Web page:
Archive | December, 2012

Tracking the American Jaguar! Viva, Viva Macho B

27 Dec

This year, the jaguar won a proposed 838,000 acres of protected critical habitat in the U.S. Southwest — including 11 mountain ranges in southern Arizona and southwestern New Mexico. There have been several confirmed sitings of the big cats return, finding their way back north despite the border wall with Mexico.

Check out this video of Randy Serraglio of the Center for Biological Diversity setting up wildlife cameras for the Center’s push for millions of more acres of protected habitat:

Idle No More: Women rising to lead when it’s needed most

27 Dec

Cross Posted from

Chief Theresa Spence is now on Day 13 of her hunger strike. Too weak to leave the teepee she is living in on Victoria Island, a mere stone’s throw from Parliament, she called for a round dance yesterday at 24 Sussex Drive in Ottawa, Prime Minister Harper’s residence.  

Throughout the duration of her hunger strike, Harper has maintained a chilly silence around the grassroots Indigenous movement now widely known as Idle No More, taking to Twitter instead to share his jokes about bacon with the Canadian electorate. What started as a string of emails between four Saskatchewan women back in November in protest of Bill C-45 eventually became a hashtag on social media, snowballing over time into a global movement for Indigenous rights.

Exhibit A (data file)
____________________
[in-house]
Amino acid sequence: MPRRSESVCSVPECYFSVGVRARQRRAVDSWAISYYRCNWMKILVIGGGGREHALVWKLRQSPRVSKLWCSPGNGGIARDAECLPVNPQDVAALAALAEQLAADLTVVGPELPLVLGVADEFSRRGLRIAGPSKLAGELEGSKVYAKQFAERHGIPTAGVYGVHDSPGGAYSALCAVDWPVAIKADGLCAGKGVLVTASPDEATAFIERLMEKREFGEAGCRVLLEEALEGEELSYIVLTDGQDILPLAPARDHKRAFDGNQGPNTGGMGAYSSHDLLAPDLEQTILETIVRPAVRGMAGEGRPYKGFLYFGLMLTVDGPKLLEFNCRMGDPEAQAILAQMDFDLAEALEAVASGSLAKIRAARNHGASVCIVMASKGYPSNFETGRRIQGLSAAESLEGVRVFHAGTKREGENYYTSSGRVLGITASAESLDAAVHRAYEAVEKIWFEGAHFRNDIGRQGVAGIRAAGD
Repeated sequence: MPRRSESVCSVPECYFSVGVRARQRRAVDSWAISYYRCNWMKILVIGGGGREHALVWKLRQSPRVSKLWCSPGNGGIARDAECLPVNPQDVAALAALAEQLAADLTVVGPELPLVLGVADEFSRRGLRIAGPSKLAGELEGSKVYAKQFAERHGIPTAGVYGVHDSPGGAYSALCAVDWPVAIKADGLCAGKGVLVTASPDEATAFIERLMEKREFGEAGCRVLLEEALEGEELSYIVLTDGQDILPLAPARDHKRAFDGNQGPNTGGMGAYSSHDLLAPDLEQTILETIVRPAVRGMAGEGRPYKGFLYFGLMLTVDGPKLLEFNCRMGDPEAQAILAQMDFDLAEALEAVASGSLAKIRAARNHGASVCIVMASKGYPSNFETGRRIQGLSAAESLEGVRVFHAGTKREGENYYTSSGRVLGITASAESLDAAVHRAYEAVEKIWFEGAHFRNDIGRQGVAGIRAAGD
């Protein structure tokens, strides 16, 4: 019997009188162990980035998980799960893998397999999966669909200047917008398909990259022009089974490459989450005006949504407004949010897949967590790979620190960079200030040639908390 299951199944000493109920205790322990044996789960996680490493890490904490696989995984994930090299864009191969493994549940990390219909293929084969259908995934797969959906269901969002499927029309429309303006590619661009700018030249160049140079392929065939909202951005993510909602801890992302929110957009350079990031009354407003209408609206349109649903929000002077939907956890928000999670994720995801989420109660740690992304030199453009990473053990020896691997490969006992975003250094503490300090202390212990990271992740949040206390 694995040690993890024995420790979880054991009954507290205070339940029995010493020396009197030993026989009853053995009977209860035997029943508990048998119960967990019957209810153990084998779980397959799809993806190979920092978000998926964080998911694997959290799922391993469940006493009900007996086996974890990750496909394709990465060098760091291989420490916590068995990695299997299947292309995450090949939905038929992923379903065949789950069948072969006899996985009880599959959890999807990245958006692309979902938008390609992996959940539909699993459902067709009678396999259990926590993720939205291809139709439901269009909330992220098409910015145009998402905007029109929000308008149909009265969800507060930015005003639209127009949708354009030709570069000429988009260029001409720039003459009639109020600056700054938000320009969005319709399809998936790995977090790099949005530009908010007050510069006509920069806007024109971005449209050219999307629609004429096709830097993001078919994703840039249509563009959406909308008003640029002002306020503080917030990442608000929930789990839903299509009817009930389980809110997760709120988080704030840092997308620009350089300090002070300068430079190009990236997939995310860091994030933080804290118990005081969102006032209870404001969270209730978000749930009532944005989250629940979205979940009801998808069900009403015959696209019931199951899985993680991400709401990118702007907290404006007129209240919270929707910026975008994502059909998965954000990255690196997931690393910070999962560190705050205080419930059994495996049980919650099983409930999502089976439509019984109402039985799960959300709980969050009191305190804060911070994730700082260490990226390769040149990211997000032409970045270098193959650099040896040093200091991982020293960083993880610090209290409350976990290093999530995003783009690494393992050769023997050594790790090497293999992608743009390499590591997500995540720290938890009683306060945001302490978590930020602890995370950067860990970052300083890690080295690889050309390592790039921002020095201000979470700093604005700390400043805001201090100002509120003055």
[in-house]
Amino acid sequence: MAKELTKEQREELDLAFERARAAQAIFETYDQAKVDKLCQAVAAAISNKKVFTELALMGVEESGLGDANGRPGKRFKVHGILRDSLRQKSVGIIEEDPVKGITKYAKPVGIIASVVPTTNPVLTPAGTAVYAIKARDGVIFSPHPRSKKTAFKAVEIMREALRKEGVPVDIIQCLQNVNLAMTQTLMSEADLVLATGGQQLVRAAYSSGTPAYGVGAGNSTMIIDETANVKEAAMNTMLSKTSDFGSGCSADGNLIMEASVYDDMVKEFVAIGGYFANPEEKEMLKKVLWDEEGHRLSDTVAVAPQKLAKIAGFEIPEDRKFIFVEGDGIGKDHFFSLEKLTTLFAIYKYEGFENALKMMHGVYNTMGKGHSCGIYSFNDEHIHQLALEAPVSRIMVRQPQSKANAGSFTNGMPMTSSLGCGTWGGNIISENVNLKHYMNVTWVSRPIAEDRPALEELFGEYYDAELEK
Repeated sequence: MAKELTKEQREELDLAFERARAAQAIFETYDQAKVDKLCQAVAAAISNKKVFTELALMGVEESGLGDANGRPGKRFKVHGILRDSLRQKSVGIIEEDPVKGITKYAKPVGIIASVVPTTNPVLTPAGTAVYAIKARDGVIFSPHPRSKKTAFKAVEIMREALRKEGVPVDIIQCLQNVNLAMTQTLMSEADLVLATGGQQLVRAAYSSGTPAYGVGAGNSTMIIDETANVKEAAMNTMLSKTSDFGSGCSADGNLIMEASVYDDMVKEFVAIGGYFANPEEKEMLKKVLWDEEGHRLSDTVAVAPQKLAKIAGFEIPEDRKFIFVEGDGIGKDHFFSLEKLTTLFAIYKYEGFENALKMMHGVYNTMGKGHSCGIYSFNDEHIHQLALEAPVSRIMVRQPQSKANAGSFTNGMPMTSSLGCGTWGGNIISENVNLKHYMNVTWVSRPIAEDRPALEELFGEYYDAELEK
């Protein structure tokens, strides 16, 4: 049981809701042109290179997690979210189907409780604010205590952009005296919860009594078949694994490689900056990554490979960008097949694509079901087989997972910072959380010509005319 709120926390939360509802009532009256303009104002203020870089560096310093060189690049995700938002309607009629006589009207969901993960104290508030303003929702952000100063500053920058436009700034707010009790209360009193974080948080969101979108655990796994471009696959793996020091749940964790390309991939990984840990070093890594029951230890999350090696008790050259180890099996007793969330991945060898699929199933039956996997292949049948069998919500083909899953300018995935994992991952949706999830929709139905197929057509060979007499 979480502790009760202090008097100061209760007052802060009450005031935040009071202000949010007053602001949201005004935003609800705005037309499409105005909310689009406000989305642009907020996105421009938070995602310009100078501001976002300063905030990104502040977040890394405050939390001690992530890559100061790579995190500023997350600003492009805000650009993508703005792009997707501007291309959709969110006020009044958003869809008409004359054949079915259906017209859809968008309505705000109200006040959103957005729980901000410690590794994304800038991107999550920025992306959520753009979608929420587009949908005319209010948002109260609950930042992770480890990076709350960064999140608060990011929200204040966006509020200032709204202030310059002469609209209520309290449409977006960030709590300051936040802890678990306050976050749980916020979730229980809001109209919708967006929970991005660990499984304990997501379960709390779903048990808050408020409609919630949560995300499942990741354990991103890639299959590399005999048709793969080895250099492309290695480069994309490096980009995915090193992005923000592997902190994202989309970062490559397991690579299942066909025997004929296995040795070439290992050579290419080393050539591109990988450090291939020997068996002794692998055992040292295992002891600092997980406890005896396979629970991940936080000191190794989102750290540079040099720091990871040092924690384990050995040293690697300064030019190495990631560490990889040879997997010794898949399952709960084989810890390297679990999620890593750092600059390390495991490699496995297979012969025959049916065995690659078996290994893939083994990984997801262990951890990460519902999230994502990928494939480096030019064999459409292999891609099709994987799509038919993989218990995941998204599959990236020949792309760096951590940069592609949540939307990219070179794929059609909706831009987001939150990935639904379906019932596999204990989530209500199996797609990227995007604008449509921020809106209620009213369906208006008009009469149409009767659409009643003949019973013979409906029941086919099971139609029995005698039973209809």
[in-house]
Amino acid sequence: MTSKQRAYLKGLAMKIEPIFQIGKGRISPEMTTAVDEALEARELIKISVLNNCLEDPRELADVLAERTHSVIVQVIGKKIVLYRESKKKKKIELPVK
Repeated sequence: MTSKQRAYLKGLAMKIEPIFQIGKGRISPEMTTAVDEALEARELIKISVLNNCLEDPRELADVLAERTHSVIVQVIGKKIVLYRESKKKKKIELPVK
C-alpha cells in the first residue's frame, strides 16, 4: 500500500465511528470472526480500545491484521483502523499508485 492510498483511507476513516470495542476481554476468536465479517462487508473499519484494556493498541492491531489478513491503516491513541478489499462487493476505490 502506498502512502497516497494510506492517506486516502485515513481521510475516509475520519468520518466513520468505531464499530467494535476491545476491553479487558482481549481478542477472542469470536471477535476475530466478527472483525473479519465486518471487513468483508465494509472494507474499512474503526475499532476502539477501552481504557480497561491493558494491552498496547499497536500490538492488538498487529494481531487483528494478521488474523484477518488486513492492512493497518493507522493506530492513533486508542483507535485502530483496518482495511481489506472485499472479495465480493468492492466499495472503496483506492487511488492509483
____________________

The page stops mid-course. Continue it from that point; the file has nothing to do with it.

Continue reading

Stanford University Under Investigation for Endangered Species Act Violations

26 Dec

Matt Stoecker – Beyond Searsville Dam, 650-380-2965location
Steve Rothert – American Rivers, 530-277-0448.

Palo Alto — The National Marine Fisheries Service has launched an investigation into whether Stanford University’s operation of Searsville Dam is violating the Endangered Species Act by harming steelhead trout and other species threatened with extinction. The dam blocks steelhead from migrating to almost 20 miles of historically accessible habitat upstream, it dewaters Corte Madera Creek below the dam, degrades water quality and habitat downstream and causes other negative impacts that harm threatened species. Continue reading

Stop Yellowstone’s Plans to Slaughter Wild Buffalo in 2013!

26 Dec
Young buffalo bed down on a frosty winter's day.

Young buffalo bed down on a frosty winter’s day.

State, federal, and tribal governments — including Yellowstone National Park –are aiming to kill hundreds of wild buffalo this winter through hunting, slaughter, or both. The agencies state that they want to “even the sex ratio” and have placed a heavy target on female buffalo, wanting to kill at least 400 female buffalo.

Yellowstone National Park states that a “skewed sex ratio” has resulted from years of capture and slaughter operations, which have removed more bulls than cows from the population. In other words the government is saying they will slaughter more buffalo to mitigate the impact of slaughtering so many buffalo.

TAKE ACTION to stop Yellowstone’s plans to slaughter before it starts!

Click here to learn more about volunteering with Buffalo Field Campaign – join us on the front lines with the buffalo!

Wild is the Way ~ Roam Free!

December 21, 2012: The Sound of Zapatista Hope

26 Dec
radio zapatista

Silent march in Chiapas 12.21.12